Using chick synaptic membranes, proteinaceous acceptors were characterized for dendrotoxin, a polypeptide from Dendroaspis angusticeps with convulsant activity due to its facilitation of transmitter release, resulting from inhibition of A‐current K+ channels in brain. Both equilibrium and kinetic measurements of radioiodinated toxin binding showed that two populations of membraneous acceptors were discernible with different affinities (Kd∼ 0.5 nM and 15 nM; Bmax∼ 90 and 400 fmol/mg protein). Only the high‐affinity component interacted avidly with β‐bungarotoxin, an inhibitory presynaptic neurotoxin whose lighter chain is homologous to dendrotoxin. Facilitatory homologues of dendrotoxin from Dendroaspis species antagonised its binding to both acceptor sub‐types in proportion to their central neurotoxicities, whereas various other toxins (crotoxin, apamin), trypsin inhibitors and lectins proved ineffective. Cross‐linking of toxin specifically bound to its membrane acceptors, using bis‐imido esters followed by electrophoretic analysis in the presence of sodium dodecyl sulphate, revealed a polypeptide with Mr of 75000 together with lesser amounts of a 69000‐Mr component. Notably, the covalent labelling of each of these bands was inhibited partially by low concentrations of β‐bungarotoxin, indicating that they are derived from both acceptor species. The demonstrated existence of an acceptor form shared by dendrotoxin and β‐bungarotoxin, together with another sub‐type selective for dendrotoxin, is discussed in relation to the known pharmacological interactions of these toxins which exert opposite effects on transmitter release.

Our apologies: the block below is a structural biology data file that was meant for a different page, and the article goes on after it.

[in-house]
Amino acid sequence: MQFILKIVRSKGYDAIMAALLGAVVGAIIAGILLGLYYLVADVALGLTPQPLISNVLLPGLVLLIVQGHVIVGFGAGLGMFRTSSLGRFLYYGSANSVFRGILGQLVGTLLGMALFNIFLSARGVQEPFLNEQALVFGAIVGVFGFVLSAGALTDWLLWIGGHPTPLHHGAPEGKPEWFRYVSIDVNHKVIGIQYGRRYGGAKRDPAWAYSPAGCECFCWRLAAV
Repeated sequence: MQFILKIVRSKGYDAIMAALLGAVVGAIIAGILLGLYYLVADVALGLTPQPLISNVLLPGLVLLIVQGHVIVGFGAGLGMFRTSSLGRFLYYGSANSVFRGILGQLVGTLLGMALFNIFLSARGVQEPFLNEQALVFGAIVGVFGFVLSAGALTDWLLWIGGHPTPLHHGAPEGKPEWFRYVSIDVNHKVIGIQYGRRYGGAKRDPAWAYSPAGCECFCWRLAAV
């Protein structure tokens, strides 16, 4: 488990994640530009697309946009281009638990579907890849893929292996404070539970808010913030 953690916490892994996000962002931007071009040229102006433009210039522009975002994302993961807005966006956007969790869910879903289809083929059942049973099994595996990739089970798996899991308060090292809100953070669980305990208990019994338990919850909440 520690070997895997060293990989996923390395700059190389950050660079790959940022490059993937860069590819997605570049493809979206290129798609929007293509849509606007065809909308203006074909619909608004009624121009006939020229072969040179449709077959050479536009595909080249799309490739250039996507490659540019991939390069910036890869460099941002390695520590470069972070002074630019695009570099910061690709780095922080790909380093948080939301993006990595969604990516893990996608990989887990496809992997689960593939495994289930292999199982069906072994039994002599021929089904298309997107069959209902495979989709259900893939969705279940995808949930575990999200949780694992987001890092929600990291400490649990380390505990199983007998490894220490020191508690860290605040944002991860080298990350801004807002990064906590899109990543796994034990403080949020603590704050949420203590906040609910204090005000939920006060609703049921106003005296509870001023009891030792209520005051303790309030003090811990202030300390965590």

|Original language||English (US)|
|Number of pages||9|
|Journal||European Journal of Biochemistry|
|State||Published - May 1986|
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